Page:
Joseph’s actions were a huge, painful inner struggle for him. How many questions, how many doubts, how much uncertainty assail Joseph! It’s at this moment that God intervenes by revealing to Joseph in a dream the mystery of the conception of Mary’s son: it is the work of the creative power of God’s Spirit (v. 20-21). That dream obviously not only tried to resolve the conflict that had arisen between two spouses, but its ultimate aim was above all to reveal the identity of the child that was growing in Mary’s womb. Her child is the result of the power of the Holy Spirit; he is a creature that only God could give us. Joseph, accepting divine revelation about the divine origin of Jesus and accepting his role as the legal father of the child, presents himself as a “just” man, again not on the ethical-legal level of the old covenant like the Pharisees, but in the evangelical sense of the new covenant, as one who thoroughly fulfills the divine will—even without thoroughly understanding it—with absolute trust in God. He is the just and obedient man, open to God’s ways and docile to his will.

Joseph—who never speaks, of whom the Gospel doesn’t recall even one word, a silent and strong man, simple and energetic, practical and free—is also a dreamer.  The fate of the world was entrusted to his dreams because the just man has the same dreams as God. Today we need dreamers who are committed to making their dreams come true. It takes courage to dream, not mere imagination. Dreaming means not being content with the world as it is, but rather having the courage to see and imagine the most humane and the happiest future for everyone. Shakespeare said that “we are such stuff as dreams are made on, and our little life is rounded with a sleep” (The Tempest, Act 4, Scene 1, lines 1887-1889).

“When Joseph awoke from sleep, he did as the angel of the Lord commanded him” (Mt 1:24). He doesn’t hesitate. Now he knows that God is asking him to do the hardest, not the easiest thing, and he decides not to leave Mary—not to run away; he abandons his doubts and decides to do God’s will (Mt 1:24). Maybe he knew the saying of his wife, Mary: “Behold the handmaid of the Lord” (Lk 1:38) because in silence he repeats the same thing with his attitude when he gets up: “Here is your servant. Use me”. His willingness to choose God’s will, even if it is the most difficult and incomprehensible, his courage of faith not to run away but to stay and collaborate with God, changes Saint Joseph’s life forever. It will be his rule of life. Saint Joseph is like Abraham. He always walked without knowing where God was taking him, but he journeyed in serenity, knowing that he was in God’s hands.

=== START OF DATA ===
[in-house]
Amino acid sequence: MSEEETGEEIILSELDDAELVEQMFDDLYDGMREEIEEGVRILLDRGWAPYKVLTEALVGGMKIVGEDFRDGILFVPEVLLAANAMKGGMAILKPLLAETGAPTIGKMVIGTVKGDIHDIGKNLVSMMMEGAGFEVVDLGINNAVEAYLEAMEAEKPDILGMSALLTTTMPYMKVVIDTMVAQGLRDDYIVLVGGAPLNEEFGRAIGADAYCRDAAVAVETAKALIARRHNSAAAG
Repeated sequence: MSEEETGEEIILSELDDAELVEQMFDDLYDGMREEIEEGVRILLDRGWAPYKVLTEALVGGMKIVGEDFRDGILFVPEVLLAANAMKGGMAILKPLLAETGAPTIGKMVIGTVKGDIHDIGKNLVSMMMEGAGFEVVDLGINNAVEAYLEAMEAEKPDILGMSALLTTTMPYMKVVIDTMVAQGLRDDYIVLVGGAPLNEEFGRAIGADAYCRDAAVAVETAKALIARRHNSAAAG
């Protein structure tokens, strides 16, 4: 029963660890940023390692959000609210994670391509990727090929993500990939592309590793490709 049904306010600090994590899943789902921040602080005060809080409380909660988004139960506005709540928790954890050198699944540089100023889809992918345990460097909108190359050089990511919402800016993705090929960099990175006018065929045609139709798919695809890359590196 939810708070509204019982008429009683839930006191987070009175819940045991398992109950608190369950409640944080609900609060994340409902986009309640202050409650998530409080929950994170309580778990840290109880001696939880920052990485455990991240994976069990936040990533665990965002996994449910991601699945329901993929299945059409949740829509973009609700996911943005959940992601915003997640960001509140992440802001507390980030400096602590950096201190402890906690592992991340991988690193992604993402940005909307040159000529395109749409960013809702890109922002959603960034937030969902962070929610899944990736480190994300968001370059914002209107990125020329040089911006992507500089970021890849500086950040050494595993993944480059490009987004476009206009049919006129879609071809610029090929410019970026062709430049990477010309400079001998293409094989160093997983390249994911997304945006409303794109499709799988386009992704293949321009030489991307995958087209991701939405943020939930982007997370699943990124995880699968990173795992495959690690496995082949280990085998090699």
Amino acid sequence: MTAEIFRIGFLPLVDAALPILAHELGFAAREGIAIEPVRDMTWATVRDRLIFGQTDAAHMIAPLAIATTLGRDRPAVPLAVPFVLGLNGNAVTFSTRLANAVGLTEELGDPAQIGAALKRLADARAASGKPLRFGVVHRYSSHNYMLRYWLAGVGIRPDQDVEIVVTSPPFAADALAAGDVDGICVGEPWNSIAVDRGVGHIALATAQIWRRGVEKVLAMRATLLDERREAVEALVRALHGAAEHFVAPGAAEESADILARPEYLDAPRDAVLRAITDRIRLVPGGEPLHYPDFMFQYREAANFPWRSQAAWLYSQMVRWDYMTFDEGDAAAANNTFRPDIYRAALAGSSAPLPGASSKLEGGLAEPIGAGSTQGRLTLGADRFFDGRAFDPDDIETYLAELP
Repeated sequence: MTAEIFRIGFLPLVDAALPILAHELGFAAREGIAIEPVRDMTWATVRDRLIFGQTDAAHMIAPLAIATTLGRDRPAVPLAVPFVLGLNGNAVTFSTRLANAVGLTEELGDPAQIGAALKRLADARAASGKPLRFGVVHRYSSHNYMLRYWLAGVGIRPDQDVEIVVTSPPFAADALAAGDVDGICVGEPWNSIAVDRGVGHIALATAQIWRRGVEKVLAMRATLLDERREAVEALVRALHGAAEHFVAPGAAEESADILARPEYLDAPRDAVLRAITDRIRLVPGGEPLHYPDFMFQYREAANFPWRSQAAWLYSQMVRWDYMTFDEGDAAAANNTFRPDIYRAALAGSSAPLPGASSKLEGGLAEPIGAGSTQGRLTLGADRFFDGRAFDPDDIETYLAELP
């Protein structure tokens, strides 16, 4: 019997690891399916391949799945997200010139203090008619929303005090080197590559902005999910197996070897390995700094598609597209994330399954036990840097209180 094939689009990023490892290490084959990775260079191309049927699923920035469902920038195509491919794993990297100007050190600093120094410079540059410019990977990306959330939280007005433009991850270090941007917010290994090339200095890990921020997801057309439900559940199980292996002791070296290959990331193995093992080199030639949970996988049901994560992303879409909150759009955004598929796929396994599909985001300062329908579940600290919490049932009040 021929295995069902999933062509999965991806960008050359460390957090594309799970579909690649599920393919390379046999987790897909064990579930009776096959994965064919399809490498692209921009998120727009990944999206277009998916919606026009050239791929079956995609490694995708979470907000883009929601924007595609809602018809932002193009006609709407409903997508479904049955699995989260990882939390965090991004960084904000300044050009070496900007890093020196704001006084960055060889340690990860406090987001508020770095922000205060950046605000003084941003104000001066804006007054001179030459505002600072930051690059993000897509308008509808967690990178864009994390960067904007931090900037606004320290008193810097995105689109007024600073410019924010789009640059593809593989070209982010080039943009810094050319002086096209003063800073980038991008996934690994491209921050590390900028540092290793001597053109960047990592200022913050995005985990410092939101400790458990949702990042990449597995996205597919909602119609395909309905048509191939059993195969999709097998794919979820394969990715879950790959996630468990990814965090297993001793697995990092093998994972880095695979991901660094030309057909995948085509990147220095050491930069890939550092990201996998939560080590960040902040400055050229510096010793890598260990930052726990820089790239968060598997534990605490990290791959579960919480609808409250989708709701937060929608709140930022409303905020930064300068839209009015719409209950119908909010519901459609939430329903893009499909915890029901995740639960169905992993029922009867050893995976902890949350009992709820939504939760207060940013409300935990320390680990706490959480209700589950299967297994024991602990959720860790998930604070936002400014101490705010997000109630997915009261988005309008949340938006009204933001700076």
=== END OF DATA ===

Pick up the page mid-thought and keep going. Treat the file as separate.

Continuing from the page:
Joseph accepts the legal paternity of the child; he will give him his last name. In this way, Jesus, the son of the Virgin Mary, is directly linked to the dynasty of King David. The Son of God is now also the son of David. He receives his name from his legal father. Joseph names him as the angel has indicated: Jesus, in Hebrew yehoshua, means “The Lord saves”. The divine origin of Jesus and his saving mission are wonderfully condensed in his name. That is why he was born, that is why he came into the world, as the angel explained to Joseph: “He will save his people from their sins” (v. 21). From now on Joseph will be the father of Jesus. He will walk in faith before the mystery of that son who is growing up before his eyes, who was his own but at the same time was not, welcoming the mystery of God in him through loving care and the silence of faith.

Saint Joseph’s life isn’t the life of a man who seeks his own fulfillment no matter how much it costs, who wants to do what’s convenient for him, whatever he pleases, and whatever sets him apart; but rather, his is the exemplary life of a man who denies himself, who doesn’t run away in the face of difficulties, and who humbles himself to let God lead the way. He hasn’t allowed himself to be paralyzed by doubt and fear in the face of the incomprehensible, nor has he allowed himself to be guided by a reasonable plan that he himself organized in human terms; rather, responding to God’s wishes, he has renounced his will in order to give himself over to the will of the Other, to the magnificent will of the Most High. In this way, he shows us that a person is completely fulfilled through this complete renunciation of self in order to do God’s will.

This Christmas we contemplate Saint Joseph, with the Virgin and the Child in the manger; Joseph—who had an unwavering trust in God, which allowed him to accept a situation that was difficult in human terms and, in a certain sense, incomprehensible. May he teach us that to be righteous is to be human; that to be a believer is to trust and obey God; and, that to be a believer it isn’t necessary to speak much. Joseph never spoke in the Gospel, because, as Saint John of the Cross says, “what is wanting, if anything is wanting, is not writing or speaking—rather these usually superabound—but silence and work.”

 


Silvio José Báez, O.C.D. has served as the Auxiliary Bishop of Managua since May 2009, when he was appointed by Pope Benedict XVI. A scripture scholar, a former professor at the Pontifical Theological Faculty Teresianum in Rome, and editor of the facultys eponymous academic journal, he currently serves at the good pleasure of the Holy Father Pope Francis in Rome.  Read our profile of Bishop Báez here and search our blog posts concerning the bishop here.

 

 

RIZI-Francisco_Dream of St Joseph_IMA